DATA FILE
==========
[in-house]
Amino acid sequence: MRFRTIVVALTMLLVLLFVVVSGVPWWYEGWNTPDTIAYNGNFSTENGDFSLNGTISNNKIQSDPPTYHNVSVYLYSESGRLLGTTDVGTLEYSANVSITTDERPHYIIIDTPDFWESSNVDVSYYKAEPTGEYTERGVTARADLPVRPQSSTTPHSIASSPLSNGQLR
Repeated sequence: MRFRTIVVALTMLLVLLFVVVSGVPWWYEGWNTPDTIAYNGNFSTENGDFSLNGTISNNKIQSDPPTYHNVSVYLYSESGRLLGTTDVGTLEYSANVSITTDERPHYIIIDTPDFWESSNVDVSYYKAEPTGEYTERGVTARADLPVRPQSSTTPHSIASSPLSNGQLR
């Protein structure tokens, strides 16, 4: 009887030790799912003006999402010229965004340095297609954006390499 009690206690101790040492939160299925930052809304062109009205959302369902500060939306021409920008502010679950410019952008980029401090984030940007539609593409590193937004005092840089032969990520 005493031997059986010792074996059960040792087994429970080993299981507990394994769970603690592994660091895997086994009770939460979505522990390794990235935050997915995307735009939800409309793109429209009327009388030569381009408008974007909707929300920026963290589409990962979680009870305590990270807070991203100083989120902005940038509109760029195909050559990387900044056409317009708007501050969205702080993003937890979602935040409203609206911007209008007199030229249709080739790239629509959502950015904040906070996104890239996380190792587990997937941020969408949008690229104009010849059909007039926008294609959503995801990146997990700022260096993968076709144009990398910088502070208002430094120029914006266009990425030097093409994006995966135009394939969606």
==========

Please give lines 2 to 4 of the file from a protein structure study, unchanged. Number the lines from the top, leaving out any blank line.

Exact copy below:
Amino acid sequence: MRFRTIVVALTMLLVLLFVVVSGVPWWYEGWNTPDTIAYNGNFSTENGDFSLNGTISNNKIQSDPPTYHNVSVYLYSESGRLLGTTDVGTLEYSANVSITTDERPHYIIIDTPDFWESSNVDVSYYKAEPTGEYTERGVTARADLPVRPQSSTTPHSIASSPLSNGQLR
Repeated sequence: MRFRTIVVALTMLLVLLFVVVSGVPWWYEGWNTPDTIAYNGNFSTENGDFSLNGTISNNKIQSDPPTYHNVSVYLYSESGRLLGTTDVGTLEYSANVSITTDERPHYIIIDTPDFWESSNVDVSYYKAEPTGEYTERGVTARADLPVRPQSSTTPHSIASSPLSNGQLR
């Protein structure tokens, strides 16, 4: 009887030790799912003006999402010229965004340095297609954006390499 009690206690101790040492939160299925930052809304062109009205959302369902500060939306021409920008502010679950410019952008980029401090984030940007539609593409590193937004005092840089032969990520 005493031997059986010792074996059960040792087994429970080993299981507990394994769970603690592994660091895997086994009770939460979505522990390794990235935050997915995307735009939800409309793109429209009327009388030569381009408008974007909707929300920026963290589409990962979680009870305590990270807070991203100083989120902005940038509109760029195909050559990387900044056409317009708007501050969205702080993003937890979602935040409203609206911007209008007199030229249709080739790239629509959502950015904040906070996104890239996380190792587990997937941020969408949008690229104009010849059909007039926008294609959503995801990146997990700022260096993968076709144009990398910088502070208002430094120029914006266009990425030097093409994006995966135009394939969606």